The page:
New York Firearms Forum banner

1 - 20 of 27 Posts

·
Registered
Joined
·
7 Posts
Discussion Starter #1
Son (20) goes on my land hunting coyote last Saturday. My posted land. Takes his AR-15 out loads a magazine. County deputy pulls on my land lights flashing and asks for ID. Son stands gun on ground leaning against tailgate shows ID. Deputy hands misdemeanor violation for carrying loaded weapon in vehicle.

If he was driving with a loaded weapon I would shoot him. If he was on public land I would kick his butt for stupidity. On my land, I want to fight and fight vigorously.

Recommendations on a lawyer that doesn't run scared?

Thanks.
 

·
I wish I were an Oscar Meyer Weiner
Joined
·
6,795 Posts
If he wasn't hunting then I am sure he could most likely get off. Sorry I cant recommend a lawyer. Sounds to me though that he is either going to have to make a deal or find something the officer did that was wrong or why he shouldn't have came on your property in the first place. I assume there was a complaint made and if thats the case then he would be allowed to come on your property.

Good Luck.
 

·
I kill deer... and I like it
Joined
·
1,336 Posts
You can go out and shoot a coyote right now if you want, provided it's damaging your property. Here's the guidelines: Remove or "Take" Nuisance Animals Legally - NYS Dept. of Environmental Conservation

"Damaging Animal - A wild animal that damages property, for example, digs up your yard, eats your landscape plants or vegetable garden, kills or threatens your livestock or pets, fouls your lawn, eats the fish in your pond, damages your home, etc."

Just in case that aspect of the situation gets brought up with the court.
 

·
Registered
Joined
·
4,952 Posts
...

"Damaging Animal - A wild animal that damages property, for example, digs up your yard, eats your landscape plants or vegetable garden, kills or threatens your livestock or pets, fouls your lawn, eats the fish in your pond, damages your home, etc."

Just in case that aspect of the situation gets brought up with the court.
Reading those DEC laws, assuming I get the necessary permit, it seems that I would be legally permitted to take out the numerous Canada Geese who hang out and sh*t all over my yard, "fouling my lawn", (which is ~2 acres), but I'm guessing there are strings attached, or the permits are difficult to obtain. Has anyone here applied and received such a permit, and if so, what reasons were given?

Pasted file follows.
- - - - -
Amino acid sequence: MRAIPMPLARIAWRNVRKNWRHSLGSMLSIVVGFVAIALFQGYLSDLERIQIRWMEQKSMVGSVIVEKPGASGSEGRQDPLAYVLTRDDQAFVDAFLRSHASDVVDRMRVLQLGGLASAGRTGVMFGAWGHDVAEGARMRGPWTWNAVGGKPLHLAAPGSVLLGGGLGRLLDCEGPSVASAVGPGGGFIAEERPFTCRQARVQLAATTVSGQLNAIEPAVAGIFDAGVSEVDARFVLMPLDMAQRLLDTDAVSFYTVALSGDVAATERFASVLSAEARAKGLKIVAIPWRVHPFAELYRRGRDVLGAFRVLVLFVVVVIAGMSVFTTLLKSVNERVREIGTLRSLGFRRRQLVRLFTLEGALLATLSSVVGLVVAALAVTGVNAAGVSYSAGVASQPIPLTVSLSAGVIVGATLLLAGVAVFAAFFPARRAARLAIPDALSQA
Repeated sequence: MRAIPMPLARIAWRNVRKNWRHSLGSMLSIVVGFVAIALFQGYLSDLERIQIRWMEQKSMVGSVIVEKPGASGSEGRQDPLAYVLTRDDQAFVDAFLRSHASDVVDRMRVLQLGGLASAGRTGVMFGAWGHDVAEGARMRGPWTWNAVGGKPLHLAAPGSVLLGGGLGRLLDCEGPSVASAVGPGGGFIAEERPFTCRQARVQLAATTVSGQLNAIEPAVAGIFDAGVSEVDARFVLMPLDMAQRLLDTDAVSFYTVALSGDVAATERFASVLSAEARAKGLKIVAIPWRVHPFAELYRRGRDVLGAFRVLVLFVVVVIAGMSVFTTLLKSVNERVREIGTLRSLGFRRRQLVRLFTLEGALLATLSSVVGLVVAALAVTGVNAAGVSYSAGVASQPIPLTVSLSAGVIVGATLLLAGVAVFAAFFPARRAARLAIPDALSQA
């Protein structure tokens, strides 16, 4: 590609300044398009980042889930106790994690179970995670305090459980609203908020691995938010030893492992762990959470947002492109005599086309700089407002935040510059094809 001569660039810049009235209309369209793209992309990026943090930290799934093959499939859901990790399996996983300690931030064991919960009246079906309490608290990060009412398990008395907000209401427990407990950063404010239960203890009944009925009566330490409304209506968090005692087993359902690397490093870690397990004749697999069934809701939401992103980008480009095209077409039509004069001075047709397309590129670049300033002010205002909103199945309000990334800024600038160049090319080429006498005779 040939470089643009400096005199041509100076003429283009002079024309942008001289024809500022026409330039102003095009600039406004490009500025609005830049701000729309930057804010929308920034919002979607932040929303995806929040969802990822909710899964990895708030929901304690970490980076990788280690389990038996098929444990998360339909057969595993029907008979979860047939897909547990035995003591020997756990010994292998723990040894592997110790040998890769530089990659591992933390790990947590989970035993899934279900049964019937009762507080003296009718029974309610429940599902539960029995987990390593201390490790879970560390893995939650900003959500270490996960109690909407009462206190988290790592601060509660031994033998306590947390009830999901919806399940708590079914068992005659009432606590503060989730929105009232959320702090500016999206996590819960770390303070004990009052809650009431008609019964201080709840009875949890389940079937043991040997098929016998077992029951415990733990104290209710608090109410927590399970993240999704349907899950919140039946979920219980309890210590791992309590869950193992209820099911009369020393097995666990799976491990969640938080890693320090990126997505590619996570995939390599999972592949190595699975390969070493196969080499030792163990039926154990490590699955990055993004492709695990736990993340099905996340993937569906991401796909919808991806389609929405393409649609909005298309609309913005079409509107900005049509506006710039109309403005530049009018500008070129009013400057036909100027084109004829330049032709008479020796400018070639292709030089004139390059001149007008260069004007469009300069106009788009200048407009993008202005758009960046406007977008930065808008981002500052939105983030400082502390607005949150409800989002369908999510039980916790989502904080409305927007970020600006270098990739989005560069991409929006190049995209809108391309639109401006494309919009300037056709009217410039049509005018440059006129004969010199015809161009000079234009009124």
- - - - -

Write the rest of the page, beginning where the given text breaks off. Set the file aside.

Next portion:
I have caught deer in my gardens and have observed damage to ornamental trees (from deer) on my property on several occasions. You may think that damaging ornamental trees is no big deal, but I spent a lot of time planting, fertilizing, and watering those sob's, so when I see damage to them, I'm likely bound to have a bad day. I'd love to get some venison in the freezer early, so may have to check into a DEC Deer Damage permit...

Coyotes are an exception as they can be taken without a permit if they are causing property damage.
 

·
Registered
Joined
·
26 Posts
Maybe I am out to lunch here but you said he got a ticket for a loaded weapon?
Could it have been for the loaded mag?
 

·
Registered
Joined
·
4,952 Posts
...

Son stands gun on ground leaning against tailgate
shows ID. Deputy hands misdemeanor violation for carrying loaded weapon in vehicle.

...
^ This is a legit violation of law. You can't lean a loaded firearm against a vehicle, and it's really unfortunate he did so in front of the Deputy.

If you lean a loaded long gun (or handgun) on a vehicle, it's considered a loaded firearm in a vehicle by definition of law. I remember the instructors in my hunter's safety course awhile back specifically mentioning this as a violation of law, and that individuals had been arrested/issued citations in the past for exactly this type of incident.

It doesn't matter if you're on private property. You lean a loaded gun on a vehicle, an officer has a reason to arrest and/or issue a citation/violation. It's a lame technicality, but I believe DEC laws specifically state that leaning a loaded firearm on a vehicle is treated no differently than driving around with a loaded firearm inside the vehicle.
 

·
I wish I were an Oscar Meyer Weiner
Joined
·
6,795 Posts